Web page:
Life-Saving Z-Axis Data in the Emergency Communication Center
When a 9-1-1 call is placed, the caller’s location is a primary piece of information that dispatchers need to deploy emergency response personnel. Where is the caller located? What do their surroundings look like? Could something about that location be an obstacle or even hazardous to first responders?
However, as mobile phones have become a primary form of communication in the U.S., accurately identifying a 9-1-1 caller’s location has become more difficult. The National Emergency Number Association (NENA) reports that 80% or more of 9-1-1 calls are made from wireless devices, yet location coordinates from those devices in the past have been notoriously inexact when the caller is inside of a building – ultimately adding precious seconds, minutes, or more to emergency response times. Fortunately, new FCC regulations and new technology have emerged that are making mobile phone positioning during 9-1-1 calls much more accurate and precise. One element of this new positioning technology is to place the caller’s location vertically—on the Z-axis.
Why is Z-Axis Important for 9-1-1 Calls?
Emergency Communication Centers (ECCs) have had access to latitude and longitude coordinates from mobile phone callers for some time, but latitude and longitude coordinates alone don’t provide the complete picture to 9-1-1 telecommunicators, dispatchers, and emergency responders. The vertical dimension – also known as the z-axis – is essential for finding a caller within a multi-story building. For example, a 9-1-1 telecommunicator seeing that a mobile phone caller is in the southwest corner of a building is not the entire picture if they don’t also know that the caller is on the 10th floor of the building.
The accurate and precise locations of 9-1-1 callers, including inside buildings and including in the Z-axis, is critical for responding quickly and saving lives. In 2015, the FCC instructed U.S. wireless carriers to begin providing z-axis location to Emergency Communications Centers (ECCs) by 2021. Today, the carriers must deliver the z-axis location data within +/- 3 meters for 80 percent of calls and report the uncertainty value for calls.
“The new technology for determining z-axis is critical especially when a 9-1-1 caller can’t speak or communicate their exact location (such as due to the nature of the emergency), and when no one else is around to help flag down help.”
How should the new Z-Axis caller location information be interpreted at the ECC?
While the new z-axis location information is incredibly powerful, unfortunately interpreting it correctly and making it actionable isn’t as simple as just reading a number off the 9-1-1 call ALI display. The vertical measurement is provided as a Height Above Ellipsoid, or HAE.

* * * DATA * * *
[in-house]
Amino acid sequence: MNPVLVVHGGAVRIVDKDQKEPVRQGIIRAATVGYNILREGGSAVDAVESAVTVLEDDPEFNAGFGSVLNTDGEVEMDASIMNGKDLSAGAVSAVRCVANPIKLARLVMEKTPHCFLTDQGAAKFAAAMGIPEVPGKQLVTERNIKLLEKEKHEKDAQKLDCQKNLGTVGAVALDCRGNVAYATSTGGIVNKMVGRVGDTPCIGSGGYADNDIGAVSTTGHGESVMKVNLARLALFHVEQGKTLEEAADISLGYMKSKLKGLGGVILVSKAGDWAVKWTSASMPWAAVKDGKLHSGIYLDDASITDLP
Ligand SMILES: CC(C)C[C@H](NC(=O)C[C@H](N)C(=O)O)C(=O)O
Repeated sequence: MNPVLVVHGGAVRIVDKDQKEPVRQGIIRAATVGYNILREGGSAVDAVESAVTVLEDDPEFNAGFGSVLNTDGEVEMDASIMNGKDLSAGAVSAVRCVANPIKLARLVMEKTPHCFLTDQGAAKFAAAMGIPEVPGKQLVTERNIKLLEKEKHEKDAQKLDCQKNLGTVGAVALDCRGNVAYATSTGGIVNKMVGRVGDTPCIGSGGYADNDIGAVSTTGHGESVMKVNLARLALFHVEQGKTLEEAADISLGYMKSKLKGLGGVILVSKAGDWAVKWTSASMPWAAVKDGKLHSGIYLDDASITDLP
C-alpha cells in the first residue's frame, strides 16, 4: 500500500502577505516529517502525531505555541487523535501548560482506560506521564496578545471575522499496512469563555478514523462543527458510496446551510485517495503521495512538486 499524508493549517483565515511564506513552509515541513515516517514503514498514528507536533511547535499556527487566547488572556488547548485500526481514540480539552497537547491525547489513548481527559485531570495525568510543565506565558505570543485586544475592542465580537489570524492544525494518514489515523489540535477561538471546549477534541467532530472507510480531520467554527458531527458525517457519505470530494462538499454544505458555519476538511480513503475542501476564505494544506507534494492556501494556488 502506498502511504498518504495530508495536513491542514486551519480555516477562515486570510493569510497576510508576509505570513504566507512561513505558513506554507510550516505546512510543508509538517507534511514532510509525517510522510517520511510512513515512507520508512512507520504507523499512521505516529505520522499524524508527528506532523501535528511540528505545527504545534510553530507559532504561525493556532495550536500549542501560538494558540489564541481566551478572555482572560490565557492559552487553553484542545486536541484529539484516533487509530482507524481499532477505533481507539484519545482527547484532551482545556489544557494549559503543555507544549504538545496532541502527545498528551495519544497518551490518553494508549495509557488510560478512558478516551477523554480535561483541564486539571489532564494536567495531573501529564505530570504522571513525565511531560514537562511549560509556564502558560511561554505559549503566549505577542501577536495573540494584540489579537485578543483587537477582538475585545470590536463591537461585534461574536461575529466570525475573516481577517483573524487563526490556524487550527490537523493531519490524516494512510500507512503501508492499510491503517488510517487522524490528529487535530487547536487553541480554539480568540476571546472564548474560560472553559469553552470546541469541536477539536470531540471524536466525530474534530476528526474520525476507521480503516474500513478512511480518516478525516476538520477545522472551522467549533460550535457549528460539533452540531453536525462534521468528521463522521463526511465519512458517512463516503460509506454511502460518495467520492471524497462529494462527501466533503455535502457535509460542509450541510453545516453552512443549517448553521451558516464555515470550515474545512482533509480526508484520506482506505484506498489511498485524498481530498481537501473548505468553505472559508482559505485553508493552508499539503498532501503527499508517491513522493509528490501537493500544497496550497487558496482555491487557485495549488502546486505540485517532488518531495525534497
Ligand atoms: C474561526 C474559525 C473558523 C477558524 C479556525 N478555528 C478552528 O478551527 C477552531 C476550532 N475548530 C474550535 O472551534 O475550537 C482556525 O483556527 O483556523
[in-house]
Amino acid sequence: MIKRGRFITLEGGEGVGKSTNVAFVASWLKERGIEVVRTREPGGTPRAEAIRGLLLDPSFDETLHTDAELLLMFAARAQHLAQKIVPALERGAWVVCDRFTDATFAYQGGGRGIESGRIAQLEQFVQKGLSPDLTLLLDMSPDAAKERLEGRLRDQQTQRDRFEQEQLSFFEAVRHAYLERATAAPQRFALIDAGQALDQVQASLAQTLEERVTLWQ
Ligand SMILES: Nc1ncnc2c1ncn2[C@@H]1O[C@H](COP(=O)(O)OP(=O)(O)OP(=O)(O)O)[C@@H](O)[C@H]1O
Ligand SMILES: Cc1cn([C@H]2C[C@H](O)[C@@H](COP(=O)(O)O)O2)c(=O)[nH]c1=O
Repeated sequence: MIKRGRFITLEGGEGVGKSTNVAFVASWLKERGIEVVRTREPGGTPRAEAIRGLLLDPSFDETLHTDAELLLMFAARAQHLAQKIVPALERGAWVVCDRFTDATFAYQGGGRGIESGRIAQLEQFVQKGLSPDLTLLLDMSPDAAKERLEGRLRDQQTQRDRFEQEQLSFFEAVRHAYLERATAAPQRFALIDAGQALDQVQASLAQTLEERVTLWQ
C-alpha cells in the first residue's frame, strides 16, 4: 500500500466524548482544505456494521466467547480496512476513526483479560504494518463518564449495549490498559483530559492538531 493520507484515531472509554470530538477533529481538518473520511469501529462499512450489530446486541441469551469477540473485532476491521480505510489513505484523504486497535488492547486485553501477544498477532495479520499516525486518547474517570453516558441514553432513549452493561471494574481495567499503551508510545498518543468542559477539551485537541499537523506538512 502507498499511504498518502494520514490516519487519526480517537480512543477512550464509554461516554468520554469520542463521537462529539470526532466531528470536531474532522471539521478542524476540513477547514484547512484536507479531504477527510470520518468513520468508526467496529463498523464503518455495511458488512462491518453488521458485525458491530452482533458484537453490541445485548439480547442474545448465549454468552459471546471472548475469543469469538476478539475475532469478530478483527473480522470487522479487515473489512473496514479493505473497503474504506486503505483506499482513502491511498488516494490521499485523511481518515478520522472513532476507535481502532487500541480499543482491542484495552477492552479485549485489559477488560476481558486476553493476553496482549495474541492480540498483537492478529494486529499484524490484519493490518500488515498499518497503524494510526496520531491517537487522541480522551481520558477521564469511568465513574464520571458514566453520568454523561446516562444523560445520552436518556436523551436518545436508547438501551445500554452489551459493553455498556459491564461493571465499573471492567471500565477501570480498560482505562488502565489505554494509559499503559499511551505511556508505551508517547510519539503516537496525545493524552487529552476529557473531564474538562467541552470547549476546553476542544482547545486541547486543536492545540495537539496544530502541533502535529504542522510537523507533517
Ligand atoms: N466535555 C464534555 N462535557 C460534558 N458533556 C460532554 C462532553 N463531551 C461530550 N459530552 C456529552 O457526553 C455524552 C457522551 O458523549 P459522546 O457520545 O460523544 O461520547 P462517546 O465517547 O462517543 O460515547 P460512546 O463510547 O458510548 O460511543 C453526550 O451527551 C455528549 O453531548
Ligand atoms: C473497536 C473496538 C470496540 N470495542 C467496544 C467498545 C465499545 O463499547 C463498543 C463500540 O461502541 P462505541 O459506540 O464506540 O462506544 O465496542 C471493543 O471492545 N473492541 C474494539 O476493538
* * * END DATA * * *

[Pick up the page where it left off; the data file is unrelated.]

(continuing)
HAE is a measure of the distance from a point in space from a mathematical model of the earth’s surface as if it were a perfect ellipsoid. It’s easier to calculate using the data available on mobile hardware, but since earth has hills, valleys, and mountains, we can’t be told a figure for HAE and know what to do with it. At the same HAE, one person might be on the 3rd floor, and just blocks away, somebody else might be on the first floor.
An actionable vertical location depends on GIS knowledge of ground elevation and features at a location. GeoComm Vertical Location Services makes it easy for partners, and ultimately telecommunicators and first responders, to quickly gain access to this life-saving technology to create a dispatchable location that includes estimated floor level, height above terrain, street address, and building information.
In November 2022, GeoComm announced their GeoComm Vertical Location Services partner offering for any Computer Aided Dispatch (CAD), 9-1-1 telephony, and other ECC systems. Vertical Location Services is designed for an easy integration so that partners can quickly deliver this valuable information to customers.
Learn More about GeoComm Vertical Location Services
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About GeoComm: GeoComm, provider of Public Safety Location Intelligence®, serves local, regional, statewide, and military agencies in forty-nine states, helping keep more than 100 million people safe. Over the last 27 years, GeoComm’s public safety GIS systems have routed emergency calls to the appropriate 9-1-1 call centers, mapped callers’ locations on tactical emergency response mapping displays, and guided emergency responders to accident scenes on in-vehicle mapping and navigation applications within police, fire, and ambulance vehicles. In addition, our statewide NG9-1-1 GIS project footprint has expanded to include 17 statewide projects across the country. Visit www.geocomm.com to learn more about GeoComm and our Public Safety Location Intelligence® offerings.
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